Looking at specific application of a Map and Reduce focused compute node, the question is what an ARM cpu based server could look like in 2014/2015 and if it would add any notable differentiation benefits Vs Intel. The analysis below focuses on exploring implications of 64-bit ARM cores used in data center for M&R applications.
Conclusion : The analysis below concludes that ARM based servers for the target application do not seem worth the risks at this point. If future projected ARM solutions could show 3–5x increase in final performance after all factors (including software) in same power profile then it would be worth revisiting.
Challenges for ARM as Server CPU ISA
Before getting into a low level performance/hardware analysis of ARM as a server CPU, it is important to look at what the implications of replacing x86 in data center with ARM ISA will have on the ecosystem for Software/System architecture.
OS Support Optimizations
There is clearly gaps today for strong generalized Linux support of the upcoming ARM silicon for DC. There is a recent initiative termed Linaro to focus on flushing out full linux support for ARM related to topics starting with boot sequences and going from there. Beyond base driver level support a major area of concern from performance oriented software developers is the extensive tooling around benchmarking and tuning of Linux on x86 that will have to mature with ARM.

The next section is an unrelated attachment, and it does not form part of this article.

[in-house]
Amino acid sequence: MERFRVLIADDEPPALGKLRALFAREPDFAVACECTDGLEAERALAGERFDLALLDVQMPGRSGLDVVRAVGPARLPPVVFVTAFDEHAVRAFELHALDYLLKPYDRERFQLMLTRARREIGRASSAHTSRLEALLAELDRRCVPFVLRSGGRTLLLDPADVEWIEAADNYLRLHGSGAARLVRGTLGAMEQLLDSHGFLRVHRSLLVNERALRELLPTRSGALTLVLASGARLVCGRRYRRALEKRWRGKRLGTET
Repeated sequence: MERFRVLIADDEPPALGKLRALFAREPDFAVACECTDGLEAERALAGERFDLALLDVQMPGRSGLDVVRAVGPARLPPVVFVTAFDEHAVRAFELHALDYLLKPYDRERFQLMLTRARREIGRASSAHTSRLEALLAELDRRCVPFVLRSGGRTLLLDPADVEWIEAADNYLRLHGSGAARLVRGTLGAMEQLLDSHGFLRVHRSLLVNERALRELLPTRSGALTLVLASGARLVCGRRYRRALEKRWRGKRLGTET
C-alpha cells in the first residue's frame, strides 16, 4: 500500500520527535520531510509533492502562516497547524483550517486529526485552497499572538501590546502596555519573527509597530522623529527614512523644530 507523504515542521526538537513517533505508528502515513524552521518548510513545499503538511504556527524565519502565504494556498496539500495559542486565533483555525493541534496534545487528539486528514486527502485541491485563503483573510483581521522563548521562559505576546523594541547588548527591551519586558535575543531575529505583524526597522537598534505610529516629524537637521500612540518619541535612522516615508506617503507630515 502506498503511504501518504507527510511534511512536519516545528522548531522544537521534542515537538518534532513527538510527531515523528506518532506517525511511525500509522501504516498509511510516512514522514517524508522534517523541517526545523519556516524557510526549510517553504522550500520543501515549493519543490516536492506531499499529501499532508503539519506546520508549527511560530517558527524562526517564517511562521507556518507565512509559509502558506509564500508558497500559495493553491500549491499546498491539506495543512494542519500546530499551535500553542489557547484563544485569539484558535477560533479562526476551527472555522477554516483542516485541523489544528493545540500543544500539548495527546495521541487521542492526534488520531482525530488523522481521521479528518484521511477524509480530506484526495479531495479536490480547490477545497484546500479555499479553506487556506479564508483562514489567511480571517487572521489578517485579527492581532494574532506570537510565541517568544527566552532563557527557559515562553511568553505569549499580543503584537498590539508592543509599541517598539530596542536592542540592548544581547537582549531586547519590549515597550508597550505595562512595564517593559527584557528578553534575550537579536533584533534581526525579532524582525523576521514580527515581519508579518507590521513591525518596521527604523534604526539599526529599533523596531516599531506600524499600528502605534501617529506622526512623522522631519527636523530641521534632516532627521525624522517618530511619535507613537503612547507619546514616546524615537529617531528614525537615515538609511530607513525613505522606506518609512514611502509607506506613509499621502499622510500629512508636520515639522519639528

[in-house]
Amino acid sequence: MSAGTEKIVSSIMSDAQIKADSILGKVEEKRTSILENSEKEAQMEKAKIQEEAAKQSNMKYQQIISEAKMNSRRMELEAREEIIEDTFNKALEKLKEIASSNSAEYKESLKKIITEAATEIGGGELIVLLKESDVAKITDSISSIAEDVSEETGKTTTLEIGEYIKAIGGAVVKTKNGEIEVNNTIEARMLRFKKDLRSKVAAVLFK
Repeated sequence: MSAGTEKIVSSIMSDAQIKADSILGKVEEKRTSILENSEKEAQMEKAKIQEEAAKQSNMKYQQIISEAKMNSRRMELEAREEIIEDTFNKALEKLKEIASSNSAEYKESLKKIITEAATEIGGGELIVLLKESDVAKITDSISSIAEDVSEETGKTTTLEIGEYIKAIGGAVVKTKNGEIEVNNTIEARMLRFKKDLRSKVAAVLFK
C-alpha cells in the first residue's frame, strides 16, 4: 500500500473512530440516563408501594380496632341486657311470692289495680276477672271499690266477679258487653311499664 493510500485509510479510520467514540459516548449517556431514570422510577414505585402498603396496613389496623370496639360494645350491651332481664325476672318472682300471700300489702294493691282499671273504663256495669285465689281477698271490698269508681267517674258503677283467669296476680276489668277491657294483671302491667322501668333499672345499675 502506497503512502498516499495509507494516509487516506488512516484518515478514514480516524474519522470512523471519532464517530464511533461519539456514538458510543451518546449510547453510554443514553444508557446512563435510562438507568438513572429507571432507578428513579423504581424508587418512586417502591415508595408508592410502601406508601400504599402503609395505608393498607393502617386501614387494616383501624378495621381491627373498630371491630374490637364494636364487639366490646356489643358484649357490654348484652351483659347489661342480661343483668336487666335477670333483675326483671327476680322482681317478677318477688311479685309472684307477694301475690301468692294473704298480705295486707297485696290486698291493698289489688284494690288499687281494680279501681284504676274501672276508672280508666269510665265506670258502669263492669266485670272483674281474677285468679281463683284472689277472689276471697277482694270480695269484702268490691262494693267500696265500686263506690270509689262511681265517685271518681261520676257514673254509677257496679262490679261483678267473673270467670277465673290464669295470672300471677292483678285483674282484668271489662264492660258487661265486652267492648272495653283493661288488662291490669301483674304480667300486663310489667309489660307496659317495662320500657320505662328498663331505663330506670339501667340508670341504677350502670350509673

Compilation Tool Chains
It has been common wisdom for a number of years that Intel’s optimizing compiler (ICC) for C/C++ is one of the better compilers in the industry and represents again the level of multi-year optimization around x86. Recent studies in 2012, there continues to be seen a notable benefit of ICC compilers of other alternatives like GCC and Microsoft.